Lieberman: Committee ‘Officially Opened’ Probe Into Benghazi Attack
STAMFORD, Conn. (WTIC/AP) – Joe Lieberman, Conn. senator and head of the Senate Committee on Homeland Security and Government Affairs, said that his committee has launched a formal investigation into the Sept. 11 attack on U.S. diplomats in Benghazi, Libya.
Lieberman, while talking on WTIC 1080′s “John Rowland Show,” mentioned that he has “more questions still than answers” regarding the incident that resulted in the death of U.S. Ambassador J. Christopher Stevens and three other members of the diplomatic mission.
“Since [the attack], of course, we’ve had all the questions about who knew what, who decided not to provide security, … why didn’t [the administration] know earlier that, in fact, there was no demonstration at the mission in Benghazi,” he said on the air. “And this led [Maine senator] Susan Collins … to open up a formal investigation.”
Much speculation has occurred surrounding the amount of security at the U.S. consulate in Libya. The administration of President Barack Obama has also received a significant amount of criticism regarding their early response to the attack.
In statements immediately after the incident, neither Obama nor Secretary of State Hillary Rodham Clinton mentioned terrorism, though Obama referred to “acts of terror” in his Rose Garden statement the morning after the assault. Both Obama and Clinton gave credence to the notion that the attack was related to protests about the privately made anti-Islam video.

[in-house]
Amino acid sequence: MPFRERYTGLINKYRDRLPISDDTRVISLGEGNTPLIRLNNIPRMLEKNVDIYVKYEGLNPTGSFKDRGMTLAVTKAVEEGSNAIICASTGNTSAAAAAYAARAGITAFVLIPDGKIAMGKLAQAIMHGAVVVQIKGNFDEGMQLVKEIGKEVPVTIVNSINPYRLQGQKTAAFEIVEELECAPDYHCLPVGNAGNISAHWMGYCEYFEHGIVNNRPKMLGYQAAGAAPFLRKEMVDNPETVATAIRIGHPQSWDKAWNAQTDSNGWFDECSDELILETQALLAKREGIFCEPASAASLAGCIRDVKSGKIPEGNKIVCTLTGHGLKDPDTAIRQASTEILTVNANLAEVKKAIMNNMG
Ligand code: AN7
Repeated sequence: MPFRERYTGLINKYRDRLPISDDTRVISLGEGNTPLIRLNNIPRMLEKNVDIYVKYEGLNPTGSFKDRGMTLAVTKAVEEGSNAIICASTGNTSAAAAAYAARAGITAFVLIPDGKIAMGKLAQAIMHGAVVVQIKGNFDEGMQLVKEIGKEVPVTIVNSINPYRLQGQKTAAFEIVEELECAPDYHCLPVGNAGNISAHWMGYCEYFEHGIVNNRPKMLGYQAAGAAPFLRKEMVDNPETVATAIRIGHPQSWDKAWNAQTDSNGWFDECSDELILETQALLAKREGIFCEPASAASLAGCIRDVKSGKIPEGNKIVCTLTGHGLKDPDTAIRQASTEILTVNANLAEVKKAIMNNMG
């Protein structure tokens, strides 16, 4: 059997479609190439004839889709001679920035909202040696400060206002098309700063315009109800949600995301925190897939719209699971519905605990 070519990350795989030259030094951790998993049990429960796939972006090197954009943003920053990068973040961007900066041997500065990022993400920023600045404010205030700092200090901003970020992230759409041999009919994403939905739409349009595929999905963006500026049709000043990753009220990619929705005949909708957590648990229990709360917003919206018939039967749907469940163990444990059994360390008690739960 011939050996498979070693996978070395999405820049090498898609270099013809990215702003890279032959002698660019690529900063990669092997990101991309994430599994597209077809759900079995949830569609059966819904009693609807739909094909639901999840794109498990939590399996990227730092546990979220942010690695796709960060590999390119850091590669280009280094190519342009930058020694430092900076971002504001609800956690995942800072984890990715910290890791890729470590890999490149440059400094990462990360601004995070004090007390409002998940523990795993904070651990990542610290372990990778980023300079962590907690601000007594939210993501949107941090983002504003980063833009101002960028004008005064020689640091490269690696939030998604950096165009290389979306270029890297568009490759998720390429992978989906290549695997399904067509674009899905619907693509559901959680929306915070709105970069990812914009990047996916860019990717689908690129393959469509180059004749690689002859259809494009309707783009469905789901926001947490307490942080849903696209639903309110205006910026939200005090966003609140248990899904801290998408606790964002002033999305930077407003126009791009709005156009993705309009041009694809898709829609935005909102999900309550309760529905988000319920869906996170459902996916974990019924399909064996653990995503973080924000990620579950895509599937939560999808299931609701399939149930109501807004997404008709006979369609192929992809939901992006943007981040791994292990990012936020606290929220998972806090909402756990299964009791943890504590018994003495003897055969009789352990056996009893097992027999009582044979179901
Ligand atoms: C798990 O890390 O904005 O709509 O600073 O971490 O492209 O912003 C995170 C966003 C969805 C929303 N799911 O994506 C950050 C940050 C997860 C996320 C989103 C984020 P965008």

“Some have sought to justify this vicious behavior as a response to inflammatory material posted on the Internet,” Clinton said on the night of the attack. “The United States deplores any intentional effort to denigrate the religious beliefs of others. Our commitment to religious tolerance goes back to the very beginning of our nation. But let me be clear: There is never any justification for violent acts of this kind.”
The day after the attacks, State Department officials described them in a conference call with reporters. They outlined a prolonged assault that involved attacks on two different buildings at the Benghazi consulate, with Stevens and other officials trying to escape from one building only to be pinned down by gunfire in another.
Five days after the attack, U.N. Ambassador Susan Rice said her best information at the time was that it stemmed from a protest that became violent.
Lieberman said during the radio interview that he and Collins are preparing a series of questions to probe further into the matter, that will be directed at multiple high-ranking officials and government bodies, including the White House, the Department of Defense, and Clinton herself.
“I would not be surprised, based on what we get, that we’ll be holding some hearings ourselves on what happened in Benghazi, [to find out] who’s responsible, and what we can do to make sure nothing like this ever happens again,” he added.
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